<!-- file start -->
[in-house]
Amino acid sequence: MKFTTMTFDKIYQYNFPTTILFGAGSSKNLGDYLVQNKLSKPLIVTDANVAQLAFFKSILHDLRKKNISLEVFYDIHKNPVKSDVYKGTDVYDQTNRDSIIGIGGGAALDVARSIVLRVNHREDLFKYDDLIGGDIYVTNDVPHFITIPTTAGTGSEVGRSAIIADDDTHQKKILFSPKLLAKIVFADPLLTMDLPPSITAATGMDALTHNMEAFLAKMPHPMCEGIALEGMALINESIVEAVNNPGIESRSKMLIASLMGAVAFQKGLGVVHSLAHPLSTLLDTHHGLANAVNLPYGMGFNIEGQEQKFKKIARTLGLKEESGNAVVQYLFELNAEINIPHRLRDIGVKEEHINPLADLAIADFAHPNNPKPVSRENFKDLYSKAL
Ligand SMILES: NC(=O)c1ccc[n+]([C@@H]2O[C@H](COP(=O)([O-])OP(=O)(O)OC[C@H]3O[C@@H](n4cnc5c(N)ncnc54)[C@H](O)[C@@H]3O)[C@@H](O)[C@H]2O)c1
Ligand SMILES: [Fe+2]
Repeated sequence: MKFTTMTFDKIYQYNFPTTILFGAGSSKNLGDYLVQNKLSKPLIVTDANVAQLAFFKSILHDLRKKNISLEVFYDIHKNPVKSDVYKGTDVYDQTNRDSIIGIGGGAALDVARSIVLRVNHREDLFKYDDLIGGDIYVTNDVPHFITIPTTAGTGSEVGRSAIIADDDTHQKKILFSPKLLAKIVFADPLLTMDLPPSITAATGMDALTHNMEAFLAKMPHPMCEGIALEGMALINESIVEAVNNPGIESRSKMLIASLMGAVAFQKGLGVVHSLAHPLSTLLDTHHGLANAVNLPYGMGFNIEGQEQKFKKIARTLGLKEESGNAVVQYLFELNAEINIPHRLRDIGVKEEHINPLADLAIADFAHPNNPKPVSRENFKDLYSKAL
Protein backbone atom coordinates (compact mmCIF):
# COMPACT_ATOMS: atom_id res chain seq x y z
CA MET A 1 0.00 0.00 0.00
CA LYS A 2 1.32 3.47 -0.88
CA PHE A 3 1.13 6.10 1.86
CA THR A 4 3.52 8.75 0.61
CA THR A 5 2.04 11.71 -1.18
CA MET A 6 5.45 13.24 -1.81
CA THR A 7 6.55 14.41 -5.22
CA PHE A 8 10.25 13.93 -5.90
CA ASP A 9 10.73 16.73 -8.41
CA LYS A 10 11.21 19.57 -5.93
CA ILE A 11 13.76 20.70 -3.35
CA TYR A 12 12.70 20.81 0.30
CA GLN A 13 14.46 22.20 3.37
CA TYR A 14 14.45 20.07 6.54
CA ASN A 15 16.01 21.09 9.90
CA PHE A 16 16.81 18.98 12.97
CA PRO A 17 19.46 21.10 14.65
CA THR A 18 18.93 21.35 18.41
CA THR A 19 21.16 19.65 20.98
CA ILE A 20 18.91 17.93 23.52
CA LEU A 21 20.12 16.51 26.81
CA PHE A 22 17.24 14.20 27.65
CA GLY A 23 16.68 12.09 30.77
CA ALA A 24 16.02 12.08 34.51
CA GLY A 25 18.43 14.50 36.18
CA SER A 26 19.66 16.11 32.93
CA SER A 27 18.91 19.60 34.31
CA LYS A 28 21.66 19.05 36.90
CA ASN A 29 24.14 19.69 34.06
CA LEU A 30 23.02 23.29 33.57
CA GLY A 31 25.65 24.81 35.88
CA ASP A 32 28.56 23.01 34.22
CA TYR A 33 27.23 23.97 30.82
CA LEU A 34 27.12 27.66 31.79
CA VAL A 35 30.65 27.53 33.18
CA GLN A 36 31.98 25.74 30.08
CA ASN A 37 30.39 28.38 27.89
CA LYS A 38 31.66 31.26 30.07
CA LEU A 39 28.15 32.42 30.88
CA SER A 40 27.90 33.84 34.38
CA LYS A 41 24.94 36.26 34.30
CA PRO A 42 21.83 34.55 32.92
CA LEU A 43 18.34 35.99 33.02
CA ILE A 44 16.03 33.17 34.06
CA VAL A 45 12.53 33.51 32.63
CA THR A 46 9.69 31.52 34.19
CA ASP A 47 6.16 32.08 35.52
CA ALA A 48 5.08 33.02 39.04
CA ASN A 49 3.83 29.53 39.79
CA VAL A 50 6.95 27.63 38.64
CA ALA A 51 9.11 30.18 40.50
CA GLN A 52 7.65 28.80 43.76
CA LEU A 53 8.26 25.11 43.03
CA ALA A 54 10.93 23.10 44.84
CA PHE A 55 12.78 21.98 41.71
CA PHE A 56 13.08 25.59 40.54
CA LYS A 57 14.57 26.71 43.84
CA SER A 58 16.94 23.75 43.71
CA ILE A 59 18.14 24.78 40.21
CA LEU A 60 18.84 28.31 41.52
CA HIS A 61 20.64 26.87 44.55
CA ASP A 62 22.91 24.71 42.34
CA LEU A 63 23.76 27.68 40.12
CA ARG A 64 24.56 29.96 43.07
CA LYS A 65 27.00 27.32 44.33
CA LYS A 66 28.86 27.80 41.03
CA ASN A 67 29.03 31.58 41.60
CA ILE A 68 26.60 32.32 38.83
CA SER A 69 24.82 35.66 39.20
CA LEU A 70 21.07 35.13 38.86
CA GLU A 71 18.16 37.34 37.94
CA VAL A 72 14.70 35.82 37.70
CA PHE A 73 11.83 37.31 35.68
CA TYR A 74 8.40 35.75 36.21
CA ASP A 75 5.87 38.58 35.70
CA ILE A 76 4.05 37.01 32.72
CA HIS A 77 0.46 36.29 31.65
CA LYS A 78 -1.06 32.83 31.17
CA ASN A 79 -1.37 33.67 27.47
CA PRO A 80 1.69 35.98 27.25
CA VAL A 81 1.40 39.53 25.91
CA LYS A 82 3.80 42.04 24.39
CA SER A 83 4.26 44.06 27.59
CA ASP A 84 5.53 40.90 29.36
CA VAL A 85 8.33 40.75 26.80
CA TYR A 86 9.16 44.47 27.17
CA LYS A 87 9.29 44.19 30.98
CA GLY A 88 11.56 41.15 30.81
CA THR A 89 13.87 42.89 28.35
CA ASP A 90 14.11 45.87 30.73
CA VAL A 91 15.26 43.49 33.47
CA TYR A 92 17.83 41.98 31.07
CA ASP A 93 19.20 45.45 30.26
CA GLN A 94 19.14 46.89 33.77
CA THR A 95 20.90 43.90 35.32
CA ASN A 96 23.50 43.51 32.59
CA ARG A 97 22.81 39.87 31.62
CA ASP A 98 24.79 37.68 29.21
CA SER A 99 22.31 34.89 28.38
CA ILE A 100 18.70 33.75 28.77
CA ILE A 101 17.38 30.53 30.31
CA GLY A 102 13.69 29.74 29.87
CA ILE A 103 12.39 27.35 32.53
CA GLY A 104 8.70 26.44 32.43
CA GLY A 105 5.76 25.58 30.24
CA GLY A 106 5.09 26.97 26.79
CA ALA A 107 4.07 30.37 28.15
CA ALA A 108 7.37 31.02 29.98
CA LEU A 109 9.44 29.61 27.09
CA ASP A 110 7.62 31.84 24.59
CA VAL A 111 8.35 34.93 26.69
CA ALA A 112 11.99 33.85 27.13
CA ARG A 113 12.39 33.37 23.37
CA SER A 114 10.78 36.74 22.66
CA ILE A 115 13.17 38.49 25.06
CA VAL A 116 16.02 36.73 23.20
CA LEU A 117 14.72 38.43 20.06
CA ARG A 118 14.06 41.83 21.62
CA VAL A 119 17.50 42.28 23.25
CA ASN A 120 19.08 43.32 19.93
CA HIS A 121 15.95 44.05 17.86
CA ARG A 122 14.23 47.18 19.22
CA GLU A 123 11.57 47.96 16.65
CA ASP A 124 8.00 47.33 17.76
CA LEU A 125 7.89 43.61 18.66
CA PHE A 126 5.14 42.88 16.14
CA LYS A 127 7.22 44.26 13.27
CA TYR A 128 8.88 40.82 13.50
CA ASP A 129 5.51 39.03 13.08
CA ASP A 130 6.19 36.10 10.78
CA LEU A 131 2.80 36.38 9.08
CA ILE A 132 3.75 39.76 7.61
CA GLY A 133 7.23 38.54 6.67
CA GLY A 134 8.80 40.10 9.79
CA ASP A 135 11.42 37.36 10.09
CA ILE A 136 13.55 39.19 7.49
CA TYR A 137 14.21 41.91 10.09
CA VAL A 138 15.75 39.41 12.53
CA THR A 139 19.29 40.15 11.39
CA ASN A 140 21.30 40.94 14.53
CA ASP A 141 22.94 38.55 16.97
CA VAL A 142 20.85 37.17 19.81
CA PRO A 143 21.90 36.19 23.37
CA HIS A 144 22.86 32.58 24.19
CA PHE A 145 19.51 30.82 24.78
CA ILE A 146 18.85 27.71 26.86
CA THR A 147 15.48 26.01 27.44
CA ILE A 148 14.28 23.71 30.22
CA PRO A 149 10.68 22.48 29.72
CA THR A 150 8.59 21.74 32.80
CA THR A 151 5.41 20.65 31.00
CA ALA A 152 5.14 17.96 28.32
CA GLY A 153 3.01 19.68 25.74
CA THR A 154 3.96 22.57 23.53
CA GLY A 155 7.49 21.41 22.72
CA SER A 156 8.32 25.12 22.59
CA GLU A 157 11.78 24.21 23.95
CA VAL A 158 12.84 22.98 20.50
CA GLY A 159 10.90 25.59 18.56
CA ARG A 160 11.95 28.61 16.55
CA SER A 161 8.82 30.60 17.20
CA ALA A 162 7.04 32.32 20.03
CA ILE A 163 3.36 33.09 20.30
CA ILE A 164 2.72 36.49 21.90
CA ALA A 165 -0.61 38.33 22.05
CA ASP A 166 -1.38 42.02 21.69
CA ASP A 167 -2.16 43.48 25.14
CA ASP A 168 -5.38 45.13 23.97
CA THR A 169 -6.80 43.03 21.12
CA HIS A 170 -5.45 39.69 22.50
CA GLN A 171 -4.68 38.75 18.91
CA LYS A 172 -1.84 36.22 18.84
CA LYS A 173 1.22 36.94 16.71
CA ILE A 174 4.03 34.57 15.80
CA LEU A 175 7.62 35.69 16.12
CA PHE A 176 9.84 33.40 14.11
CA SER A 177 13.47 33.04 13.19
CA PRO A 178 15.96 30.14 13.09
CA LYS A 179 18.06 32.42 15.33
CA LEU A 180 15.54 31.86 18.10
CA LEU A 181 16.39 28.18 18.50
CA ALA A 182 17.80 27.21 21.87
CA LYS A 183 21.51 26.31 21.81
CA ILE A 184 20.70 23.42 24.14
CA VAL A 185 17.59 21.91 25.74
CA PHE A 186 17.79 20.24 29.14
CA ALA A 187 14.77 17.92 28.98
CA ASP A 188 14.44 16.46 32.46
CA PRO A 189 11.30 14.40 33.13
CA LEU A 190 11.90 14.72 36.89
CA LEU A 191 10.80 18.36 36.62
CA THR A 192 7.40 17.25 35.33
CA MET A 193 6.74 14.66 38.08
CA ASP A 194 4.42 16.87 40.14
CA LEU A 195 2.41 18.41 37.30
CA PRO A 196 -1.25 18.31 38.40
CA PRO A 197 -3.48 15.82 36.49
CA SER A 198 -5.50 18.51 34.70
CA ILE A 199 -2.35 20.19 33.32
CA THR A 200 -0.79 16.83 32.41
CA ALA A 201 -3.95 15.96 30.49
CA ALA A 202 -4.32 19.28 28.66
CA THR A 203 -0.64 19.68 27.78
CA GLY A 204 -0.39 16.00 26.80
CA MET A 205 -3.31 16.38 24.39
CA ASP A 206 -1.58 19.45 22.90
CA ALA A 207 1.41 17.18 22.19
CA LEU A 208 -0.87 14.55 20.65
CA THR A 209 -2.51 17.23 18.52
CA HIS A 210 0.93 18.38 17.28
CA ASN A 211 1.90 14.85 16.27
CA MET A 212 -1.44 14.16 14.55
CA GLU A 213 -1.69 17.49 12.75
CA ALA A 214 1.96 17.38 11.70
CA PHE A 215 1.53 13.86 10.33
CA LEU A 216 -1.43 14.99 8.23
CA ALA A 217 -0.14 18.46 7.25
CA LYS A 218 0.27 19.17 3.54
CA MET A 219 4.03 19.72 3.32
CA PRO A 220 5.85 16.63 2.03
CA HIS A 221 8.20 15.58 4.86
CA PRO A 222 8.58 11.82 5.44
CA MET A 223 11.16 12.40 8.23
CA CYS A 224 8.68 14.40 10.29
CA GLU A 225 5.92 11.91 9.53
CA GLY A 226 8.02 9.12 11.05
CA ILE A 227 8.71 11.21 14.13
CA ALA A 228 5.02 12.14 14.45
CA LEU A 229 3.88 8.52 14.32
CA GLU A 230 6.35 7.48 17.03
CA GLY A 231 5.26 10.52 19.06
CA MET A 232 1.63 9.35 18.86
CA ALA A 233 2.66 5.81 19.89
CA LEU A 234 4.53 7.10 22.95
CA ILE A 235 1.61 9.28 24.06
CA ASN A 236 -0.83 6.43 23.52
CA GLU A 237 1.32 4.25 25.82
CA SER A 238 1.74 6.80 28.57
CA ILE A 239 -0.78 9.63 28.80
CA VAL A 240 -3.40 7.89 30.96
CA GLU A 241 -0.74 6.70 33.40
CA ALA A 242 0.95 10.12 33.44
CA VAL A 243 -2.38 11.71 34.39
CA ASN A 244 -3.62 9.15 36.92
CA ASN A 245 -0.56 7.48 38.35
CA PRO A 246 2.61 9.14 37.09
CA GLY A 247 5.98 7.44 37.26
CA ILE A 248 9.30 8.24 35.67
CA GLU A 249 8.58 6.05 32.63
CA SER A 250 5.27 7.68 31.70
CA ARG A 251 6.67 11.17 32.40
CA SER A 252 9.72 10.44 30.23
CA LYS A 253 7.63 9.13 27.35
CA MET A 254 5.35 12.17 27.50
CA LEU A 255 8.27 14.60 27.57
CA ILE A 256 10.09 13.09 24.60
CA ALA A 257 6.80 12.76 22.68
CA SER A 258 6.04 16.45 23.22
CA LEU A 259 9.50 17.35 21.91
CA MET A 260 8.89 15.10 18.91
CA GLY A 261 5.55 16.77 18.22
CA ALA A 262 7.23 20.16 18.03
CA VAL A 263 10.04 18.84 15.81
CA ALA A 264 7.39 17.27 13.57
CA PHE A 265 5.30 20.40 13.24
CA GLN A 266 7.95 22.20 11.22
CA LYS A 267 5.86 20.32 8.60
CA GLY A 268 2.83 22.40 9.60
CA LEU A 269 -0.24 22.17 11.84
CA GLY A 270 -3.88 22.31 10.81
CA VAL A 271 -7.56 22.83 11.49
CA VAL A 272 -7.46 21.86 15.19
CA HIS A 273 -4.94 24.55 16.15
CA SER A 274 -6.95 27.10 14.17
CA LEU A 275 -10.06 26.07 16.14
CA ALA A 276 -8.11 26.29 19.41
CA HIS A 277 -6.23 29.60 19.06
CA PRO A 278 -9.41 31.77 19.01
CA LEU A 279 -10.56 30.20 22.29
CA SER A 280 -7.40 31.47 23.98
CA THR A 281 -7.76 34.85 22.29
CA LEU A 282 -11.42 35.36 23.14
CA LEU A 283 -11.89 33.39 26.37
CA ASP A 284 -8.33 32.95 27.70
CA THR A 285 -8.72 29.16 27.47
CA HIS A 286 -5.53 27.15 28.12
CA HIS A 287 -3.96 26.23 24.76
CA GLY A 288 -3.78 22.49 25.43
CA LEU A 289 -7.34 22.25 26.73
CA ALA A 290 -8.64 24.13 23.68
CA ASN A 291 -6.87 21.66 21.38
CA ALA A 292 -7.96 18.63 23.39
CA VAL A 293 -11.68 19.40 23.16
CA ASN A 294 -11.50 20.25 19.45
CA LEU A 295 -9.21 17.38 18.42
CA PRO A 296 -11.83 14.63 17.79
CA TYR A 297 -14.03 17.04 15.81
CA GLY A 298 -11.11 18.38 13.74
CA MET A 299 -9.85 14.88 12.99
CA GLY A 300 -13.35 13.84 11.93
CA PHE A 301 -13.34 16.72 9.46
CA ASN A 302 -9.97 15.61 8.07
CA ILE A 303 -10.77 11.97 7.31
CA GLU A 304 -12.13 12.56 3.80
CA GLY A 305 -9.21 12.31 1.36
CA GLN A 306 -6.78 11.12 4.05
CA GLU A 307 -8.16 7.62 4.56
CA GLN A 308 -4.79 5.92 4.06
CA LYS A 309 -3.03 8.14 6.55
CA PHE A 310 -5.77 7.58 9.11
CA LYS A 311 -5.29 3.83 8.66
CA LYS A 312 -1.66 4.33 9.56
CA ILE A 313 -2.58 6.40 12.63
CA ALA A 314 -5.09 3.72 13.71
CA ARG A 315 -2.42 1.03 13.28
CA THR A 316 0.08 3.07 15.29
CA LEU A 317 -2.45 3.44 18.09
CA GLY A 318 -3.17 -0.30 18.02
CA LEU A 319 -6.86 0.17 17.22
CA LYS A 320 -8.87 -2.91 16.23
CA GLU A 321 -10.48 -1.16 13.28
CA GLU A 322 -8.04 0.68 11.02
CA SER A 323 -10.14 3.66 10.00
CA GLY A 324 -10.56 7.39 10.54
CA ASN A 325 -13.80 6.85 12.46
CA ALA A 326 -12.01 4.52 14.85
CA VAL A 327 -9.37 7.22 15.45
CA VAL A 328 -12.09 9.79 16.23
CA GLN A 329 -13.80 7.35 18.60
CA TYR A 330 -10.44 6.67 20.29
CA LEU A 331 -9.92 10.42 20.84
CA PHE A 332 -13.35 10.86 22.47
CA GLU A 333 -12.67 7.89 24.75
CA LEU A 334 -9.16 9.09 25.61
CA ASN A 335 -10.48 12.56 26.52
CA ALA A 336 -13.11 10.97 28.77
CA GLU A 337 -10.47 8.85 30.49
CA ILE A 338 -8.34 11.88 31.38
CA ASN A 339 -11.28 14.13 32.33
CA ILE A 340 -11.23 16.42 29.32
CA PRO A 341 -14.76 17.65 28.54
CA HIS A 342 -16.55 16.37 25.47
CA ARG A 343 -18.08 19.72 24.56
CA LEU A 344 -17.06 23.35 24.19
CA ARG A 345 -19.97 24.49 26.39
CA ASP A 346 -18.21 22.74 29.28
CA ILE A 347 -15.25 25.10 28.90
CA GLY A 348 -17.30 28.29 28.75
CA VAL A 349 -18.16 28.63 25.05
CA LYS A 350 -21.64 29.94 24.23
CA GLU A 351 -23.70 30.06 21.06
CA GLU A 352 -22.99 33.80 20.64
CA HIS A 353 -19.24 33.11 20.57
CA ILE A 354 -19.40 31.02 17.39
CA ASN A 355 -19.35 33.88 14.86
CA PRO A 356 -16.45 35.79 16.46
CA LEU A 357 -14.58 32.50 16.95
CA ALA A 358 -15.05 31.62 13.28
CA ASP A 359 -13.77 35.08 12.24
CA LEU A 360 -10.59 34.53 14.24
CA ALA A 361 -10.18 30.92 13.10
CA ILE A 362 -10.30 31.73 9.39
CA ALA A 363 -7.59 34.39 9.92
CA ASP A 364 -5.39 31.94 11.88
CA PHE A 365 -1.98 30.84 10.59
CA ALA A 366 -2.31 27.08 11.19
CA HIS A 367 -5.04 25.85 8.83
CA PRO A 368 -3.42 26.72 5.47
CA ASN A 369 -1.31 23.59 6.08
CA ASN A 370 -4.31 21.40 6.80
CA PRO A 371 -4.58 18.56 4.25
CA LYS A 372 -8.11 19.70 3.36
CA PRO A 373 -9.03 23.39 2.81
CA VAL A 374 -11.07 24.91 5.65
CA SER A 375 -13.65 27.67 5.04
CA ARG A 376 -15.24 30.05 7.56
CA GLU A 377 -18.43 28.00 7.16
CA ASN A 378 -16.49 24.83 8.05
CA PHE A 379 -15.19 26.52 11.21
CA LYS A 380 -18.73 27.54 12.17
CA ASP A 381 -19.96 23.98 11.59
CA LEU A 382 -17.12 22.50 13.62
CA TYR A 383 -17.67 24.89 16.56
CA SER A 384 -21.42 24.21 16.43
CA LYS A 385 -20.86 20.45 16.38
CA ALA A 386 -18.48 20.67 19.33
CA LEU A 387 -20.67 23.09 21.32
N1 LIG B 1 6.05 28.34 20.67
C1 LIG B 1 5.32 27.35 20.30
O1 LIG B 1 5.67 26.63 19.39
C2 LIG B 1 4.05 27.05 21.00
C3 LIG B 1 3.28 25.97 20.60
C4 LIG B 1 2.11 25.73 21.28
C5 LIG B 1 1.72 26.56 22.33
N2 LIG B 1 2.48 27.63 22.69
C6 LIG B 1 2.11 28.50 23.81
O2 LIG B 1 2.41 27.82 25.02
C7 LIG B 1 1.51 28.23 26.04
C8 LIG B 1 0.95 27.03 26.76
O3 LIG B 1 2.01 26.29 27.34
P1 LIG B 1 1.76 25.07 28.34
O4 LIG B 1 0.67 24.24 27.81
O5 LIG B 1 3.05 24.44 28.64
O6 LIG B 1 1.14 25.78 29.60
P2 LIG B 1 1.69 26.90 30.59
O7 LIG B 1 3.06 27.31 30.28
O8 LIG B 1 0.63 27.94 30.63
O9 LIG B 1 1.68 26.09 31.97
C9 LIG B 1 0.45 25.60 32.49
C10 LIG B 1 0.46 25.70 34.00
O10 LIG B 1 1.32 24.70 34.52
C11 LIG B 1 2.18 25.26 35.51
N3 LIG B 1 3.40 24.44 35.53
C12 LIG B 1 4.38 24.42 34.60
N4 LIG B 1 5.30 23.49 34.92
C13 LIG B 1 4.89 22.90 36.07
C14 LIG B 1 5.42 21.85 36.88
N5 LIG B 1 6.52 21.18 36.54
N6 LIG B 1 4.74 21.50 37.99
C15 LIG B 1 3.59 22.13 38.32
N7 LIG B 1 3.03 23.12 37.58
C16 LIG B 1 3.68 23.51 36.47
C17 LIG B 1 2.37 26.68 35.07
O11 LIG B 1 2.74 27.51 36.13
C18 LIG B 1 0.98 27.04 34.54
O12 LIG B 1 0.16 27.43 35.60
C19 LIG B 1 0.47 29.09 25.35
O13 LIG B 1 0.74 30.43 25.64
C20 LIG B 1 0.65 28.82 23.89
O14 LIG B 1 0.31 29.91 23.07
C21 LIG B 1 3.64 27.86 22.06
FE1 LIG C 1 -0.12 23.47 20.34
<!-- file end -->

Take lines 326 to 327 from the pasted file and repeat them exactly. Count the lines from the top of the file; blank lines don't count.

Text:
CA LEU A 319 -6.86 0.17 17.22
CA LYS A 320 -8.87 -2.91 16.23